Gunther shifted from one side to the other. “Your father would not approve.”
“My father, Gunther, lies dead in that tomb right there. I, on the other hand, live yet. The gold is my birthright.” Mr. Weaver felt his face grow hot despite the cold. His hands trembled.
The caretaker sighed. “Most disappointing, Mr. Weaver. I will not stop you, but before anything, I will remind you that there were crises in your parents’ time as well. They had no gold to call up from the depths to save them. They persevered.”
“Regular habits, Gunther, are a luxury,” Mr. Weaver responded. “Now, where is the gold?”
“In dear Mrs. Weaver’s coffin.”
“Oh my, I had best go get Motley.” Mr. Weaver stared at the block of stone in front of him with sickening anticipation. He stood abruptly with his lantern, passed Gunther—who stared into the nondescript stone wall—and hurried out of the crypt. He flinched at every mysterious opening in the hall, leading to other, unknown pairs of ancestors laid to rest. He ascended the spiral stairs, and a breath of fresh air greeted him. That his mother’s coffin would need to be defiled came as a surprise, but it had to be done. The creditors would be arriving again in the morning. “Motley!” he called to the little figure by the lighted carriage.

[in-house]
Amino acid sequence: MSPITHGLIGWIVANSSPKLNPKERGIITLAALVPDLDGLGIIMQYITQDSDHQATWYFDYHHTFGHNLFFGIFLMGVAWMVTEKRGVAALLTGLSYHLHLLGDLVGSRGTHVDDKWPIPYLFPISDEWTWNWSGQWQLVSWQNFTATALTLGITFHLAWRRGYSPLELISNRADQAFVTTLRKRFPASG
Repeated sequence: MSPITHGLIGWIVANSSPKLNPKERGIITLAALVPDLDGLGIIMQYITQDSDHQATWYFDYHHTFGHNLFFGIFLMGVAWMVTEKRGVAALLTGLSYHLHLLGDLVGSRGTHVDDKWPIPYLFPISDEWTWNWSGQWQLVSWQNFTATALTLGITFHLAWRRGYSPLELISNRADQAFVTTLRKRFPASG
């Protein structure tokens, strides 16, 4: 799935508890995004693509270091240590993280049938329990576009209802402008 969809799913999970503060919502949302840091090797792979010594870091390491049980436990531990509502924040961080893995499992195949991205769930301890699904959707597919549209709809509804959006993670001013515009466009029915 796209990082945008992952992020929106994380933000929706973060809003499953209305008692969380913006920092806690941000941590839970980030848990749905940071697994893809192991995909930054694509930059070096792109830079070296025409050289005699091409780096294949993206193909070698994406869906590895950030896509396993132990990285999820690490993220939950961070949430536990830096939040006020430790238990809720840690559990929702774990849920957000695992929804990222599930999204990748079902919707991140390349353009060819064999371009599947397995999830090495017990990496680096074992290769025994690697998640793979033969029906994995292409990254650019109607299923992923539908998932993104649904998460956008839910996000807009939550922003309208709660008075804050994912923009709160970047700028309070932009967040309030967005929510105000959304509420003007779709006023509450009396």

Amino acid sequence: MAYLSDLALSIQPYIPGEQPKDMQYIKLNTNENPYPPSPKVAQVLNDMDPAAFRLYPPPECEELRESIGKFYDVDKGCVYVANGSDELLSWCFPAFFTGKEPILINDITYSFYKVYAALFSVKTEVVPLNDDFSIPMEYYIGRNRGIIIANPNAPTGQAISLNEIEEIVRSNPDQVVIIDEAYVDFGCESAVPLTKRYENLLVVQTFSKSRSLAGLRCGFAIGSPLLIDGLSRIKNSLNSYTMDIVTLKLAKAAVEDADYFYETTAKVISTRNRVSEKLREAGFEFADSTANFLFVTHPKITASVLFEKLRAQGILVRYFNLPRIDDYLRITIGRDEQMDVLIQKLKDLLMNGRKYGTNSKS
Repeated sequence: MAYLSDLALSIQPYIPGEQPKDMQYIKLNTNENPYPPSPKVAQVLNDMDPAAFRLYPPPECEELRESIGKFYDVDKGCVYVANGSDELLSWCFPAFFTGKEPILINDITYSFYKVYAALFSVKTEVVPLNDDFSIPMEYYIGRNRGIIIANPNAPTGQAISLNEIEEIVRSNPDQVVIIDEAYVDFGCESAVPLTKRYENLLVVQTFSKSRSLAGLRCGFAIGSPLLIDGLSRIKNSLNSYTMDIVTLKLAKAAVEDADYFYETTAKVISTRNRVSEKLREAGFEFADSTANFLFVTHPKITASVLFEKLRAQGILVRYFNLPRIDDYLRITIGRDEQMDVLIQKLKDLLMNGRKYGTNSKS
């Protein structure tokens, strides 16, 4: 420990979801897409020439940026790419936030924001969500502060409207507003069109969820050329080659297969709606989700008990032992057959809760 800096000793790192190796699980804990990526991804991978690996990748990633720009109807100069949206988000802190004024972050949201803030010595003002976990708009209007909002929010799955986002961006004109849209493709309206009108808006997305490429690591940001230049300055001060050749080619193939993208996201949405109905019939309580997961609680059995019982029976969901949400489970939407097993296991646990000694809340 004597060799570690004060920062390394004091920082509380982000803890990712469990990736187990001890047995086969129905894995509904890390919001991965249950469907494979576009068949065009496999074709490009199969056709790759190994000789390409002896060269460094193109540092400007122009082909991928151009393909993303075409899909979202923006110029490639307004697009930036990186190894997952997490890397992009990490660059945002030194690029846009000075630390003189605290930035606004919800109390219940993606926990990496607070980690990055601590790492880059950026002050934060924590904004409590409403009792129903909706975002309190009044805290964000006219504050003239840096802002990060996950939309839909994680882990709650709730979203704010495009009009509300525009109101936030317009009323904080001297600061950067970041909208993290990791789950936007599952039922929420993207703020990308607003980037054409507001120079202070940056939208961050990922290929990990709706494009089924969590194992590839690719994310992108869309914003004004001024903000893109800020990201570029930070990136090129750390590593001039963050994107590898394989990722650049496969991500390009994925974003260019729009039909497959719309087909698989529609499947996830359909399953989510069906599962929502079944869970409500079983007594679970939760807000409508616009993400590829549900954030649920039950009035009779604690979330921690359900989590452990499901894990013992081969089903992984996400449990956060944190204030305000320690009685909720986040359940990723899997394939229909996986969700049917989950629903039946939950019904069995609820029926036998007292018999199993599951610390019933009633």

“It’s time, come!”
Motley patted old Potter’s matted, brown mane and jogged up the hoary path to the crypt. “Have you found it?” Motley asked. His breath showed prominently on the air with every huff. It had grown colder.
Mr. Weaver nodded. He wished to be done with the damned thing and leave as quickly as possible. “It was buried with my mother. I will require your help to carry it up to the surface.”
“God, inside the tomb?” Motley asked, startled.
“Yes, with the body. The quicker we do it, the better for all.” Mr. Weaver began to lead the way to the staircase, but Motley had not budged. “Well are you coming?”
“Now Mr. Weaver, I had not a’ wagered on disturbing your dear mother’s slumber. She was so kind to me and to Gunther.”
Mr. Weaver took Motley by the wrist. “But the gold, Motley. It buys the food you eat and the roof over your head. It pays for the upkeep of the carriage and old Potter. We both need it, man. We can pay our respects once we have finished.” Mr. Weaver led the way down into the stifling dark. A screeching wind came quickly on their heels, and Motley let out a cry. “It happens every now and then,” Mr. Weaver said. “Nothing to cause any alarm.”
Motley took a moment to steady himself. “Is Gunther nearby?”
“I imagine he is still in my parents’ chamber,” said Mr. Weaver. Indeed, as he approached the Escutcheon, he saw Gunther’s lantern still at the end of the South Wing. “This way,” Mr. Weaver instructed. He kept his eyes focused on the light at the end of the hall and approached with a handful of long strides.